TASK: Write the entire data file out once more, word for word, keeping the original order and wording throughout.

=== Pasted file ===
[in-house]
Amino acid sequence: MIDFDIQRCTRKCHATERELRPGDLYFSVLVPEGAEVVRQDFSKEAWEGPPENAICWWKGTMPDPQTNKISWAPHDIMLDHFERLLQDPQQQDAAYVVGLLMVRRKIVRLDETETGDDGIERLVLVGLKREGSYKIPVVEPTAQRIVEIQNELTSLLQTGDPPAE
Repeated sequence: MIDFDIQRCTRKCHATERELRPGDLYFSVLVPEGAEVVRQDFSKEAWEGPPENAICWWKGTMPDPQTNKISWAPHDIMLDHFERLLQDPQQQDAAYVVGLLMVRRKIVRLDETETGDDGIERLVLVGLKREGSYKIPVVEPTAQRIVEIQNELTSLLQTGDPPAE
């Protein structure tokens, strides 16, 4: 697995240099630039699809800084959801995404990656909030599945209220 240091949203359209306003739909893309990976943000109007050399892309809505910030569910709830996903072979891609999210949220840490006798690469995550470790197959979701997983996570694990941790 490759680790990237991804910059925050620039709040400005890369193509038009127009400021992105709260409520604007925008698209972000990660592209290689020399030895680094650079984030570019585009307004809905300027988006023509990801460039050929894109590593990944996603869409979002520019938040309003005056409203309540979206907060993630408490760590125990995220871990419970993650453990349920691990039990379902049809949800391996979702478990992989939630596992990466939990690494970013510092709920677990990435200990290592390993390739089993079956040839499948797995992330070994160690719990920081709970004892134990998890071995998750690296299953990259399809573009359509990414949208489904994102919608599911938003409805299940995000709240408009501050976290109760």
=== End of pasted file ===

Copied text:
[in-house]
Amino acid sequence: MIDFDIQRCTRKCHATERELRPGDLYFSVLVPEGAEVVRQDFSKEAWEGPPENAICWWKGTMPDPQTNKISWAPHDIMLDHFERLLQDPQQQDAAYVVGLLMVRRKIVRLDETETGDDGIERLVLVGLKREGSYKIPVVEPTAQRIVEIQNELTSLLQTGDPPAE
Repeated sequence: MIDFDIQRCTRKCHATERELRPGDLYFSVLVPEGAEVVRQDFSKEAWEGPPENAICWWKGTMPDPQTNKISWAPHDIMLDHFERLLQDPQQQDAAYVVGLLMVRRKIVRLDETETGDDGIERLVLVGLKREGSYKIPVVEPTAQRIVEIQNELTSLLQTGDPPAE
């Protein structure tokens, strides 16, 4: 697995240099630039699809800084959801995404990656909030599945209220 240091949203359209306003739909893309990976943000109007050399892309809505910030569910709830996903072979891609999210949220840490006798690469995550470790197959979701997983996570694990941790 490759680790990237991804910059925050620039709040400005890369193509038009127009400021992105709260409520604007925008698209972000990660592209290689020399030895680094650079984030570019585009307004809905300027988006023509990801460039050929894109590593990944996603869409979002520019938040309003005056409203309540979206907060993630408490760590125990995220871990419970993650453990349920691990039990379902049809949800391996979702478990992989939630596992990466939990690494970013510092709920677990990435200990290592390993390739089993079956040839499948797995992330070994160690719990920081709970004892134990998890071995998750690296299953990259399809573009359509990414949208489904994102919608599911938003409805299940995000709240408009501050976290109760």